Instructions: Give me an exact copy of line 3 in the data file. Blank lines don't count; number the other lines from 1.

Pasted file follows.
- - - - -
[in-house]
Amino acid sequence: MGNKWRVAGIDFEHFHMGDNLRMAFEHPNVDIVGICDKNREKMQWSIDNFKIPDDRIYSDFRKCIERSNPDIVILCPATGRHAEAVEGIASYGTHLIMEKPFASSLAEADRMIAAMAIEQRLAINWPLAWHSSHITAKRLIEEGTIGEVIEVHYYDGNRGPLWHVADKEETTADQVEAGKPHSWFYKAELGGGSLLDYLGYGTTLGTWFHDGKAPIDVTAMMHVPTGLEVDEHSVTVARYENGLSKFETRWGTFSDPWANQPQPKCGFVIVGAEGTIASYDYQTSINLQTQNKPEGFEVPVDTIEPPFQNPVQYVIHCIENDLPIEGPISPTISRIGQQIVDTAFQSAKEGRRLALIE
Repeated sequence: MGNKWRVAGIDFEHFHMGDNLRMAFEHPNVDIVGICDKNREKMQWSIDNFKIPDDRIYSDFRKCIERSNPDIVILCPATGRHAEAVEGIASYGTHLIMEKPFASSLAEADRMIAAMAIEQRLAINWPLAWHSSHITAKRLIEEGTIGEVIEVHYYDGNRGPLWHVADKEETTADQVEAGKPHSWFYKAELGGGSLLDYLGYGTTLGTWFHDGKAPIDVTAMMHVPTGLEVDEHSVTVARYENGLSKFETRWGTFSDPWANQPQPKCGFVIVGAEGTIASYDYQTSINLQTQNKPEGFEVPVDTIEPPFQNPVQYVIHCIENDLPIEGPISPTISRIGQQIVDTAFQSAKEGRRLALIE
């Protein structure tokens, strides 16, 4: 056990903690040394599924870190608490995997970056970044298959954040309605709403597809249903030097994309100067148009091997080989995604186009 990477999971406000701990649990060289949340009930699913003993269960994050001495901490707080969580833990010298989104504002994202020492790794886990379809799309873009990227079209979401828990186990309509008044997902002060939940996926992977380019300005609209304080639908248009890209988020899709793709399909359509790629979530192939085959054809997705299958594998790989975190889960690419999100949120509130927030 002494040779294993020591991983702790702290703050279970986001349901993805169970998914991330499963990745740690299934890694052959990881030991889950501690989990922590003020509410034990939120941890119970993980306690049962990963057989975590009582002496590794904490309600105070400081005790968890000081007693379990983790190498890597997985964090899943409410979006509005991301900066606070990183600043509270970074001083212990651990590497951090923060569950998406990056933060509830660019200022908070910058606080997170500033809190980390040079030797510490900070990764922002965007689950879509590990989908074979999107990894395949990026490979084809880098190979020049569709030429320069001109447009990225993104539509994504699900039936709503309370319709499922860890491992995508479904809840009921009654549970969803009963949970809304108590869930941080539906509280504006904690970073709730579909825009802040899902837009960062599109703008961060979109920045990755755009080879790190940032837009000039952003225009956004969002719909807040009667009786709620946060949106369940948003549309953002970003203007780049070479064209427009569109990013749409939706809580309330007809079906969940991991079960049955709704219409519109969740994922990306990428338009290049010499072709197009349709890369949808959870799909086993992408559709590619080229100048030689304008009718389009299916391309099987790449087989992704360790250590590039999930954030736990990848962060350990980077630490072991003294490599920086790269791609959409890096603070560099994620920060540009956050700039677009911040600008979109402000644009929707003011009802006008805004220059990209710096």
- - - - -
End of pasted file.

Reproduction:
Repeated sequence: MGNKWRVAGIDFEHFHMGDNLRMAFEHPNVDIVGICDKNREKMQWSIDNFKIPDDRIYSDFRKCIERSNPDIVILCPATGRHAEAVEGIASYGTHLIMEKPFASSLAEADRMIAAMAIEQRLAINWPLAWHSSHITAKRLIEEGTIGEVIEVHYYDGNRGPLWHVADKEETTADQVEAGKPHSWFYKAELGGGSLLDYLGYGTTLGTWFHDGKAPIDVTAMMHVPTGLEVDEHSVTVARYENGLSKFETRWGTFSDPWANQPQPKCGFVIVGAEGTIASYDYQTSINLQTQNKPEGFEVPVDTIEPPFQNPVQYVIHCIENDLPIEGPISPTISRIGQQIVDTAFQSAKEGRRLALIE